Domestically-manufactured Covishield, a version of the AstraZeneca vaccine, has been excluded from the list of anti-COVID-19 jabs that are eligible to avail the European Union (EU)’s ‘Green Pass’.

Travellers vaccinated with Covishield may not be eligible for the European Union’s ‘Green Pass’ that will be available for use from July 1. Many EU member states have started issuing the digital “vaccine passport” that will enable Europeans to move freely for work or tourism. 

The immunity passport will serve as proof that a person has been vaccinated against the coronavirus disease (Covid-19), or recently tested negative for the virus, or has the natural immunity built up from earlier infection

In a tweet, Poonawalla said he would take up the issue with the EU regulators and also deal with it at a diplomatic level with countries. “I realise that a lot of Indians who have taken COVISHIELD are facing issues with travel to the E.U., I assure everyone, I have taken this up at the highest levels and hope to resolve this matter soon, both with regulators and at a diplomatic level with countries,” he tweeted.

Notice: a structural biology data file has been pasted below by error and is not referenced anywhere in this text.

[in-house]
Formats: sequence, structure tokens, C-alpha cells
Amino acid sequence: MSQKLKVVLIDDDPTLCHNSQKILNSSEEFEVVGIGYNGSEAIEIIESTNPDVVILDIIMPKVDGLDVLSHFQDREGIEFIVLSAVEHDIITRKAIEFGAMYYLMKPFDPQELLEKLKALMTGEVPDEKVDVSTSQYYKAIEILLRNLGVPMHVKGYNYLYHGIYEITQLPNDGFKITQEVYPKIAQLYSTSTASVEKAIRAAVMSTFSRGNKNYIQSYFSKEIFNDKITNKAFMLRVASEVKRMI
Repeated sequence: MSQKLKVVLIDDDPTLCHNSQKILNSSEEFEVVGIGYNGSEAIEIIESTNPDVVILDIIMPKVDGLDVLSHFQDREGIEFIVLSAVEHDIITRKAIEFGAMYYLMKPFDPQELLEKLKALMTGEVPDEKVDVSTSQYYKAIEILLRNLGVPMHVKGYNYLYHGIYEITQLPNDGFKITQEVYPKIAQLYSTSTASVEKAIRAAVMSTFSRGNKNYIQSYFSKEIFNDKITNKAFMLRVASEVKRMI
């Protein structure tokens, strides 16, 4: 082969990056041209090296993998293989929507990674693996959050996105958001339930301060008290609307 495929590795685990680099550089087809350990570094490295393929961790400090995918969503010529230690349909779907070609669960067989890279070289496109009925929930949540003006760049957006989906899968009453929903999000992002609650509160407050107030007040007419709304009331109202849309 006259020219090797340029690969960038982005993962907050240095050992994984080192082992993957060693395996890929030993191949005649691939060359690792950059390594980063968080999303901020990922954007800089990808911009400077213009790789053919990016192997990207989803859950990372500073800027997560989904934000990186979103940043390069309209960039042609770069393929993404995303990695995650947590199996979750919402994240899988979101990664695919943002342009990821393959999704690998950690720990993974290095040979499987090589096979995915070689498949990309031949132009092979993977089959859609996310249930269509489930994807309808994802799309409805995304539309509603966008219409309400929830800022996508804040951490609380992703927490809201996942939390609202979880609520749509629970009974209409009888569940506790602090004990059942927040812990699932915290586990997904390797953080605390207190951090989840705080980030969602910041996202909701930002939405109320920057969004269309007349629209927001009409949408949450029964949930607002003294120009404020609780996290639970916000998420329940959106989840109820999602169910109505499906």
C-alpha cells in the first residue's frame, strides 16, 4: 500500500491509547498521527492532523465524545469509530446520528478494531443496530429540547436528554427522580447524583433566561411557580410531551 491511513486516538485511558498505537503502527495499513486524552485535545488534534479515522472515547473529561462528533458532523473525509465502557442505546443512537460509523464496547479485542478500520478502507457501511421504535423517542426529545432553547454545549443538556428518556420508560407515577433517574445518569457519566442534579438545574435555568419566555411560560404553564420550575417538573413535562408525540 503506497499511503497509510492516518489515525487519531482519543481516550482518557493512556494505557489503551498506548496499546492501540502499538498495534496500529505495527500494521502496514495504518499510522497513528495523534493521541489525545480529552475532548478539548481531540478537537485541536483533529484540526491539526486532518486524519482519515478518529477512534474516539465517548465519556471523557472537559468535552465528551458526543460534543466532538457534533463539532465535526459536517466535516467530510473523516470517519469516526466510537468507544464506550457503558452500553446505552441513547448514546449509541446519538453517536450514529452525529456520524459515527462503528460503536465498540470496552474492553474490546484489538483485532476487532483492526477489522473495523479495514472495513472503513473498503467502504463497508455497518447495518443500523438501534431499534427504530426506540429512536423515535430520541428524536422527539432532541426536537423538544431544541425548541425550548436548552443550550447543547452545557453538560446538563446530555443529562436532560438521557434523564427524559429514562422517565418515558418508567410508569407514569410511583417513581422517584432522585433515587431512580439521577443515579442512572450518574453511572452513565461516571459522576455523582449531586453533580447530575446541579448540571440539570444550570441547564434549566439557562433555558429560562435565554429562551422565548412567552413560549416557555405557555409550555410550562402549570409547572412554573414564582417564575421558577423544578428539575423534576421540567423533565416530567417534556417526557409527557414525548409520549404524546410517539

Serum produced 300 million doses of Covid-19 vaccines till mid-June and the country has administered 28.35 crore Covishield doses till date. 

The EMA has so far cleared four vaccines – Comirnaty (Pfizer/BioNTech), Moderna, Vaxzervria (AstraZeneca), Janssen (Johnson & Johnson).

According to reports, the ministry of external affairs has already raised the issue of Covishield’s lack of recognition by the EMA.

On the other hand, France has clarified that it will facilitate easy entry for those vaccinated with one of the EMA-approved vaccines, and not others, like the Russian and Indian vaccines.

EU leaders expect to have vaccinated around 70% of the adult population in the region when the digital certificate will be available for use. The vaccination certificate is not a substitute for a travel document and holders must also provide a passport or identity card

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